Today I’d like to address what I call the fallacy of religious neutrality—the prevailing idea that a person or institution can be religiously neutral or unbiased. To illustrate this maladroit form of thinking, I wish to direct your attention to a rather disturbing development in the UK. In a recent court ruling, a Christian couples petition to foster orphaned children was denied simply because of their traditional orthodox Christian views on the family and human sexuality. Throughout the trial the court maintained that it was religiously neutral; that the issue at hand was purely a question of ethics. The judge defended his ruling thusly: “there is no religious discrimination against the Johns [the couple applying to foster] because they were being excluded from fostering due to their moral views on sexual ethics and not their Christian beliefs.”
Let’s take the term ‘religion’ in its broadest and most basic sense: to mean a particular worldview which governs the way we view and explain reality. Given this broad definition, it is painfully evident that the court’s claim that its ruling does not constitute religious discrimination is simply a farce. It’s quite obvious to everyone that the Johns’ religious beliefs do, in fact, govern their moral views on sexual ethics. Afterall, their personal conviction regarding homosexuality did not develop in a vacuum–they didn’t just wake up one morning and randomly decide that homosexuality was a sin. On the contrary, their belief stems directly from their faith in the Bible as God’s word. The court’s embarrassing attempt to deny the obvious suggests one of two things: either they are completely incompetent or they are completely unfair.
Whatever the case, it is important to see that the High Court is not religiously neutral and that it did not make an objective ruling. In fact, the courts decision is clearly a case of showing favour to one religion over and above another. The High Court clearly and unashamedly favours Secular Humanism, the religion ardently worshiped and propagated by the Equalities and Human Rights Commission, over and above orthodox Christianity. In their statements, the judges betrayed their affections for Secular Humanistic ethics, over Christian ethics, by implying that Christianity is harmful to children.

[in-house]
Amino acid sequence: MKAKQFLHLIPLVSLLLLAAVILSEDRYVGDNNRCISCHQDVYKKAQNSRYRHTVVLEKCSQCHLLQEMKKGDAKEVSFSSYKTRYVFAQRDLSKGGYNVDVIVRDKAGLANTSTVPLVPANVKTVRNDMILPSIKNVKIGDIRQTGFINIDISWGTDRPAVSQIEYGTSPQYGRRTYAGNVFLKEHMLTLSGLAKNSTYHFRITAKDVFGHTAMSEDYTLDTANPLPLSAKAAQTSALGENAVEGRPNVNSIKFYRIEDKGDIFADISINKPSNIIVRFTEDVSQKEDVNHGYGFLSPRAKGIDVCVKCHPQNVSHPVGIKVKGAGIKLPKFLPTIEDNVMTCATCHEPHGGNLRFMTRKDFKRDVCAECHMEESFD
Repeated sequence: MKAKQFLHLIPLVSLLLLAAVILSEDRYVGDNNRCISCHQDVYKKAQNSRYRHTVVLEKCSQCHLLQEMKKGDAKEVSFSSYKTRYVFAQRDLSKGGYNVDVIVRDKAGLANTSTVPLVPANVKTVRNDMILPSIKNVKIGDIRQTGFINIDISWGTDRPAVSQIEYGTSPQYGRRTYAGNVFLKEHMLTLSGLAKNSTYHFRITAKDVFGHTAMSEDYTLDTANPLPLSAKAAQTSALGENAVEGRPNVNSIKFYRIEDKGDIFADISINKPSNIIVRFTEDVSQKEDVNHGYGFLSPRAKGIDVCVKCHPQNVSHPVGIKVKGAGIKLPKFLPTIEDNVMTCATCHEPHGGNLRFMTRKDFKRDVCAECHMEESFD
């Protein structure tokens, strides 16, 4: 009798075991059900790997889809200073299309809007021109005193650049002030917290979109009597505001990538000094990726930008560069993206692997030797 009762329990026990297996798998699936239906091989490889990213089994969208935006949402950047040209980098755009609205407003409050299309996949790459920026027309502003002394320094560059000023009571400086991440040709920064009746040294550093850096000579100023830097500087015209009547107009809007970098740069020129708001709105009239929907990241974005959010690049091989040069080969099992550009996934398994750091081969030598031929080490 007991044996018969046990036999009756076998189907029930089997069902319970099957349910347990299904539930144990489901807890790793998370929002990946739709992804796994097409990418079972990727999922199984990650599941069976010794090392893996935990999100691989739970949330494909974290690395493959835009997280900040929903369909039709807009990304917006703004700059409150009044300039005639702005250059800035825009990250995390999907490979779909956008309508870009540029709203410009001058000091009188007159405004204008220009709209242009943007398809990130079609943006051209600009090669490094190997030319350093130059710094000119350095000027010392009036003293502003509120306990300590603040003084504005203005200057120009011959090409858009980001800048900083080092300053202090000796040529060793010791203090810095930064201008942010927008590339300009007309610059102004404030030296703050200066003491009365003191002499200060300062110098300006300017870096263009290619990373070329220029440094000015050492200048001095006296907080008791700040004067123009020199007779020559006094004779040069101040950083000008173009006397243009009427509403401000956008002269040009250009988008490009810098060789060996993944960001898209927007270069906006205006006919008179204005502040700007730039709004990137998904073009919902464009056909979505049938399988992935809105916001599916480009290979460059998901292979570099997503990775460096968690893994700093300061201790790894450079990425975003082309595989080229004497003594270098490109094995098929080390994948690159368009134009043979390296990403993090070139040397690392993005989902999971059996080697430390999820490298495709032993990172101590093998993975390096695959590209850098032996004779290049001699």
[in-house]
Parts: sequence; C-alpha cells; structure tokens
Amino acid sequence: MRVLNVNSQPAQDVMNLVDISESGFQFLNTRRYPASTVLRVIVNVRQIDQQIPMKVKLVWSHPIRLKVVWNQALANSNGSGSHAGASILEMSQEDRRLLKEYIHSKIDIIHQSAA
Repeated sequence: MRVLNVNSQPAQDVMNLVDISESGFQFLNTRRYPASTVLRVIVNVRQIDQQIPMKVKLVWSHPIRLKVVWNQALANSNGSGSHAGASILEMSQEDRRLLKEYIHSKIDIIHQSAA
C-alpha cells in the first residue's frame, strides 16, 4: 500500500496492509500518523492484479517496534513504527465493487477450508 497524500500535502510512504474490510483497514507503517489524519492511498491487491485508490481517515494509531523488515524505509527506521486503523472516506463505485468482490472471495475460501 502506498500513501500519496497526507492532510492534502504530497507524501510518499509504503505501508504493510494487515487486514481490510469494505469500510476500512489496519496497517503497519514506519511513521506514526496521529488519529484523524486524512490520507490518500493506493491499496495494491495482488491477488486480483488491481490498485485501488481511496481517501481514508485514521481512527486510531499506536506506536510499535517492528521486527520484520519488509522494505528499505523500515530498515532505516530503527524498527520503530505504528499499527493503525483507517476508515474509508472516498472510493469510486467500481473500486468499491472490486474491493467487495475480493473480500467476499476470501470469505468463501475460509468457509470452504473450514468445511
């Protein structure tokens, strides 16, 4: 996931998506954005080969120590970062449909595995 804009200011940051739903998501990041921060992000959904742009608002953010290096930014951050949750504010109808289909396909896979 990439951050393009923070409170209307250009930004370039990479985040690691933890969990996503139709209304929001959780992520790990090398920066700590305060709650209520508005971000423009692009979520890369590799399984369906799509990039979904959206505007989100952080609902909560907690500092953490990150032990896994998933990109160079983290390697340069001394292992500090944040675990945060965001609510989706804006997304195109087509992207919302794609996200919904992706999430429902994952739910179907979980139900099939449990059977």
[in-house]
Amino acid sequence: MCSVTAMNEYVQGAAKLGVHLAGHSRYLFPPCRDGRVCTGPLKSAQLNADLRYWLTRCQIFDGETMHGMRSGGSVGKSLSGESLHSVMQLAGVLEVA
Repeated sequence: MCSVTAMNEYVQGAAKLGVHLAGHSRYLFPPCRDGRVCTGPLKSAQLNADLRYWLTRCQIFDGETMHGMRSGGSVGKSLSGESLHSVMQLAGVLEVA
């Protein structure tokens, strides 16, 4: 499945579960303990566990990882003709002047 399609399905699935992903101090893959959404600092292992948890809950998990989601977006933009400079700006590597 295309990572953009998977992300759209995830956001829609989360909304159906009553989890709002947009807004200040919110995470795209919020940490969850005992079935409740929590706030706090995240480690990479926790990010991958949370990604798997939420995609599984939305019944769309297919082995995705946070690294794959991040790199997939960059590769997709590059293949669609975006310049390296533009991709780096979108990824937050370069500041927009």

What is even more upsetting is that Christians are increasingly being persecuted in the UK under the guise of religious neutrality; this case is only the latest in a serious of discriminatory actions the government has taken against orthodox Christians (see the article linked above). The truth is, however, religious neutrality is impossible. Everyone maintains basic presuppositions about the nature of reality which govern their thoughts on knowledge, ethics, science, politics, and a host of other disciplines. Everyone, either consciously or unconsciously, subscribes to some sort of worldview.
Secular Humanism is a particular worldview; it makes certain authoritative claims about the nature of reality, about the nature of human beings, and the nature of ethics; it is a system of thought that one places their faith in, that governs one’s attitudes and guides their thinking. In the broadest and most basic sense of the term, secular humanism is a religion; or, at least, it provides the same explanations about the ‘big questions‘ in life that all religions do. Hence, when UK courts and lawmakers discriminate against orthodox Christians they are not being objective, fair, or religiously neutral; they are simply promoting secular humanism over and above Christianity.
If the real battle is between two competing religious systems, then there are several important questions that the people of Britain need to start asking themselves: (1) which religion holds correct beliefs about the nature of reality? (2) which religion supports a coherent system of ethics? (3) which religion coherently maintains the dignity and value of human life? (4) which religion supports the claim that human beings are culpable for their actions and that there are objective moral values? (5) which religion provides an accurate picture of justice? (6) which religion allows for true religious toleration? (7) which religion is more conducive to a tyrannical government? There are, indeed, even more questions that one could ask; but these, I think, are some of the more important ones.
When all is said and done, the notion of religious neutrality is a farce; such a thing does not exist. One worldview will inevitably reign supreme. The question we should be asking ourselves is which one should reign supreme?